Companies failing to test disaster recovery plans

Companies failing to test disaster recovery plans

Most organisations have a business continuity strategy - but will it work?

More than a quarter of UK businesses do not have a disaster recovery plan in place, even though almost all of them have backup systems, according to research by PricewaterhouseCoopers (PwC).

Some 68 per cent of the 1,002 businesses polled believe that business continuity in a disaster situation is a very important driver of their IT security spending, while 24 per cent say it is important and only two per cent say it is not very important.

But despite most businesses considering disaster recovery planning important, most companies that do have schemes in place fail to test them.

However, only 15 per cent of businesses fail to take their data backups off-site.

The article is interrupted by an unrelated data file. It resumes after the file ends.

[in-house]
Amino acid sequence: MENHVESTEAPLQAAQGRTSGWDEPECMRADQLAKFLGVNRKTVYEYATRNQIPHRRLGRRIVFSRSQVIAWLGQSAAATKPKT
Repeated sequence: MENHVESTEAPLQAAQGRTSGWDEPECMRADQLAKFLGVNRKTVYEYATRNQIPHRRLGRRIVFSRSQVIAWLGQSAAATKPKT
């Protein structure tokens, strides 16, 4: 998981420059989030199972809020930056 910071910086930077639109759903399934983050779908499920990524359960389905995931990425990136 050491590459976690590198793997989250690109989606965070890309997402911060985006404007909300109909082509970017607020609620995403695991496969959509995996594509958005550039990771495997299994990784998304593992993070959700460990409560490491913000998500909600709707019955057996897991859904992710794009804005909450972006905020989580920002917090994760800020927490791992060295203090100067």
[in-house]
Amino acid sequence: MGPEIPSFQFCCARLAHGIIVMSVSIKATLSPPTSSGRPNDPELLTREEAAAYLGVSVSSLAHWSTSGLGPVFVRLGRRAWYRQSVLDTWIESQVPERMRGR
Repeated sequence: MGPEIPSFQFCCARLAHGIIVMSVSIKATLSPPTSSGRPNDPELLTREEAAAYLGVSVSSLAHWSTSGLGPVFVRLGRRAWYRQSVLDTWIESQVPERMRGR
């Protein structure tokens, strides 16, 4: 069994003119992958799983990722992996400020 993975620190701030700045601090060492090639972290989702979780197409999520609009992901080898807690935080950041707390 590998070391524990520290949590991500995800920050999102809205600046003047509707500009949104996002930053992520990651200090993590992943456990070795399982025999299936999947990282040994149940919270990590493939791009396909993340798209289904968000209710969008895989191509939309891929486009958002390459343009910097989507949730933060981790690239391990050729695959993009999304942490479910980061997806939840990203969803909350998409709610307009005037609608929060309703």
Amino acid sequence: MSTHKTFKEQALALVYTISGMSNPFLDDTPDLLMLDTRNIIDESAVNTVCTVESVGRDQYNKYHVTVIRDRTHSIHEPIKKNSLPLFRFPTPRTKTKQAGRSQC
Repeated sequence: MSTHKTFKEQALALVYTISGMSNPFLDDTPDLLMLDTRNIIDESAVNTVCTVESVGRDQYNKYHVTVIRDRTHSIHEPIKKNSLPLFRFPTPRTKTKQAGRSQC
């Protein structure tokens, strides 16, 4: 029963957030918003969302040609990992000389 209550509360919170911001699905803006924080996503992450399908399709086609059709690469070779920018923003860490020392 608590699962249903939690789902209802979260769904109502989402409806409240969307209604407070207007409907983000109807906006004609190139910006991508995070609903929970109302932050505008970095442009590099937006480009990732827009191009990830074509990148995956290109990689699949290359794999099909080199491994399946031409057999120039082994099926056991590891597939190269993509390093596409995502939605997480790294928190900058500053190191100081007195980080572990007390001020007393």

The survey also found that 70 per cent of large UK companies “would suffer significant business disruption” if their IT systems were not available for a day.

It should not take an incident to raise awareness, said PwC partner Chris Potter.

“The risks are well understood,” he said.

”But it is encouraging to see that almost every UK business makes backups and the vast majority now take these backups off-site.

“The number of companies with a disaster recovery plan has gone up. However, experience shows that plans are only effective if regularly tested. It is a concern that only half of plans have been tested in the last year.”